Volume 24 Issue 1 A Journal Dedicated to Natural Dyes Spring 2020

Book Review: Joy Boutrup and Catharine Ellis The Art and Science of Natural Dyes
Reviewed by Pamela Feldman

As natural dyers, we are always looking for new information about our craft. My library consists of many books on the subject, from its history to specific techniques. Joy Boutrup's and Catharine Ellis's new book The Art and Science of Natural Dyes is a good addition to the collection.

  Cover of The Art and Science of Natural Dyes

This book covers all areas of natural dyeing, including fiber information, mordanting, basic dyeing, indigo and printing. Each section has an explanation of the technique with recipes following. For instance, the Red Dyes section covers madder, cochineal, and lac, explaining how to extract the dyes, their chemical group, percentage of dye needed, dyeing techniques and how they react with protein and cellulose fibers. This clearly written information gives the dyer enough information to choose the right dye and mordant for the type of fiber that they are dyeing.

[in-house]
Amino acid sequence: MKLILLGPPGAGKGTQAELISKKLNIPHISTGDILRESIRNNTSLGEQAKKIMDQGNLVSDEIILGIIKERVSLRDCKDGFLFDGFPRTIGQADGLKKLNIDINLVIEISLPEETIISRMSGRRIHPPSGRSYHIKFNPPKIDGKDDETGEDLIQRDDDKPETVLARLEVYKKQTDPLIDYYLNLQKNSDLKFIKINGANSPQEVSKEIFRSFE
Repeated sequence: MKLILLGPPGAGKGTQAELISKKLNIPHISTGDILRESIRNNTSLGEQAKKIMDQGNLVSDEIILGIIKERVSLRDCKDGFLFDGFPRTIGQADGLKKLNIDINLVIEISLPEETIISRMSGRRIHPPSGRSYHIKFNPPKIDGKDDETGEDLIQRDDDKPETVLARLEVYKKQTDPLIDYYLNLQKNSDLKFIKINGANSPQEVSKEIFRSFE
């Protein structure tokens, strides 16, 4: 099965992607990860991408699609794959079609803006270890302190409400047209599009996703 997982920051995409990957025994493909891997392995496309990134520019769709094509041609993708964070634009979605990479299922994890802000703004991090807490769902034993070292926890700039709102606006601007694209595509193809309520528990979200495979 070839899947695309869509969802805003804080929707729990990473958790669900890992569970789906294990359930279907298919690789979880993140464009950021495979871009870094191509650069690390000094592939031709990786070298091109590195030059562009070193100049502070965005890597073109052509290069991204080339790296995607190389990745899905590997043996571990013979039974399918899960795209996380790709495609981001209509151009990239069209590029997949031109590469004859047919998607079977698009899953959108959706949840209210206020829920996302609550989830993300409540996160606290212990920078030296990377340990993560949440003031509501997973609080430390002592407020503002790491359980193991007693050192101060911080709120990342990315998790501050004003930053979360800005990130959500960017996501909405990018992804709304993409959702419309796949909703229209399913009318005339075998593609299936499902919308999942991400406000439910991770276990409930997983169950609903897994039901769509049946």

One of the strongest parts of the book and most needed in dye literature is the fibers and textile section. It's really a must-read before diving into natural dyes. Here, in easy to understand terms, the science of natural dye is explained. It starts with an explanation of the difference between a dye and a pigment, terms I find are often misused. In the fibers section discussion and accompanying clear, well-illustrated diagrams explain the difference between protein fibers, such as wool and silk, and cellulose fibers such as cotton, linen and hemp and ramie, along with other manmade and natural fibers. It is here the dyer gains the knowledge on how to choose a fiber and understand how it takes the dye.

Joy and Catharine have done an excellent job writing this book, which fills a needed space in dye literature. I do think that a base knowledge of natural dyes would be helpful in utilizing the information in this book. Depending on your experience in the fiber field, a few hands-on workshops would be a good prerequisite.

This book is dedicated to Michel Garcia, the French chemist and dyer who many of in the dye world have come to know for his wealth of knowledge and generous spirit.